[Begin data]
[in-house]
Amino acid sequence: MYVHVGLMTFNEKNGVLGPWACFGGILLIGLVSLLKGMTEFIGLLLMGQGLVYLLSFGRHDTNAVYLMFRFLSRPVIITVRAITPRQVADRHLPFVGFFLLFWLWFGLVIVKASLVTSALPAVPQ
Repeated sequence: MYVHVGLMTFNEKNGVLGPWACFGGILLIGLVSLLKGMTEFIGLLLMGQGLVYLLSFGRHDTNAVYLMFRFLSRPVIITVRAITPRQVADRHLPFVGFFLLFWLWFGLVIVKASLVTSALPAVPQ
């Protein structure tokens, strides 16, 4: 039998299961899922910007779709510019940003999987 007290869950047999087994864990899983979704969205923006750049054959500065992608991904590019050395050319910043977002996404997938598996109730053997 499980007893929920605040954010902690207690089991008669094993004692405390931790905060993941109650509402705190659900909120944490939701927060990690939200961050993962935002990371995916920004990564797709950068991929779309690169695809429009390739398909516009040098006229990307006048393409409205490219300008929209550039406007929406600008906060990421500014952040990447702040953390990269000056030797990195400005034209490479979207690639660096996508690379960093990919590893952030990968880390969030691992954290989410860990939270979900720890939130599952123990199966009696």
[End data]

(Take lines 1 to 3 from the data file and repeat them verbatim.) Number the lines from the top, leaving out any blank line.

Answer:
[in-house]
Amino acid sequence: MYVHVGLMTFNEKNGVLGPWACFGGILLIGLVSLLKGMTEFIGLLLMGQGLVYLLSFGRHDTNAVYLMFRFLSRPVIITVRAITPRQVADRHLPFVGFFLLFWLWFGLVIVKASLVTSALPAVPQ
Repeated sequence: MYVHVGLMTFNEKNGVLGPWACFGGILLIGLVSLLKGMTEFIGLLLMGQGLVYLLSFGRHDTNAVYLMFRFLSRPVIITVRAITPRQVADRHLPFVGFFLLFWLWFGLVIVKASLVTSALPAVPQ